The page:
Editorial: Not Honking? Good!

Let’s try and curtail mobile phone urges now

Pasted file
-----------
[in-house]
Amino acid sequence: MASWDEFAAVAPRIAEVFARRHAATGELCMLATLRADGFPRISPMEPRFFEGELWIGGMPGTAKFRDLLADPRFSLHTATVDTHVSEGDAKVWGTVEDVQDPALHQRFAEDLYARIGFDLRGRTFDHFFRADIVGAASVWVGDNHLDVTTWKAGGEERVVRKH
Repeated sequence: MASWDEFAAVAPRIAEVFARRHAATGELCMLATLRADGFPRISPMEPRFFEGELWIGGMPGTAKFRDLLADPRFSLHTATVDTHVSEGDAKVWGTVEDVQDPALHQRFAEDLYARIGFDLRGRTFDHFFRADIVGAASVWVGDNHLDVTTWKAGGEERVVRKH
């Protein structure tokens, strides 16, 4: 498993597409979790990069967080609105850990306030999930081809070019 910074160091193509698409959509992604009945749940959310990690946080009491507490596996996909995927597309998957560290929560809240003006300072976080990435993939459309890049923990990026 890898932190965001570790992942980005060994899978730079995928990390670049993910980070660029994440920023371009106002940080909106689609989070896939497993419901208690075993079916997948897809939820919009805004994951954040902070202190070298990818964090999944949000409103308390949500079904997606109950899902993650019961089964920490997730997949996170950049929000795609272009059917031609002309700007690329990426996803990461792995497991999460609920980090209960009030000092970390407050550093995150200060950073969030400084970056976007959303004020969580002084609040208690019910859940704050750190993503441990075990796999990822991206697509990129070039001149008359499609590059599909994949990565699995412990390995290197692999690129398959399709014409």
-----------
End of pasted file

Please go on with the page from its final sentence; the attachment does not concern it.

Drive out to any section of road in Sikkim where traffic cops are unlikely to spy on the driving habits of the hands controlling the wheels, and you are bound to come across drivers chatting away on their mobile phones. An occasional driver might have the hands-free option to service his telecom-dependence, but a majority will have a hand pressed to their ears to keep conversations going. The frequency of such sightings is unnerving, but the practice continues. As the town limits approach, so do the artful dodges to evade detection. And this is only one of the risks and irritations one suffers on Sikkim roads. Driving into Gangtok is not an experience recommended for those short on patience. The windfall of EMI-option ownerships has littered the roads with more vehicles than can move unhindered on the capital’s hemmed by buildings roads. For a highway, a national one at that, NH10 in Gangtok is ridiculously ambushed by bottlenecks in its course up the Gangtok hill, and any drive to town needs lurching and stalling through serpentine stretches of idling vehicles and groaning engines and moaning passengers. What is now noticeably missing from the experience is the harassment of near ceaseless honking by the more impatient drivers who used to believe that the horn helps clear jams. Well, they didn’t, at least not in Sikkim, but the relative calm of reduced honking on Gangtok roads has made the traffic snarls slightly less stressful. This, largely thanks to the bordering on facetious sight of traffic police personnel who went to town to discourage honking. Initially, of course, like most things in Sikkim, it started with an outright ban. Drivers and commuters are not used to traffic cops making ‘appeals’, given that its reprimands or tough traffic management that they are normally seen doing, and it was perhaps for that reason that the placard effort was initially either not noticed, or suspected of being even a prank. But the uniform is a powerful medium to convey messages it seems, and thus, without any challans being cut or drivers embarrassed on the highway, the Gangtok propensity to honk every time the vehicle ahead so much as slowed down, has been quelled. Of course, the occasional instinctive pressing of the horn still happens, but more and more drivers are learning to control their urge only because the cops have been strict. The honking on Gangtok roads has come down for this reason and not because of a realisation that it is irritating, disturbing, unnecessary or [noise] pollution-causing, and with that is reinforced the dejection that despite everything, even etiquette, unfortunately, needs to be enforced. Since the traffic personnel have achieved so much so quickly for Gangtok and Sikkim’s other towns, it is hoped that they also fashion some means of saving commuters from irresponsible driving common on Sikkim roads, the perpetually talking on phone syndrome requiring immediate attention. And this effort needs to move beyond the city roads and needs interventions along the otherwise not-policed stretches.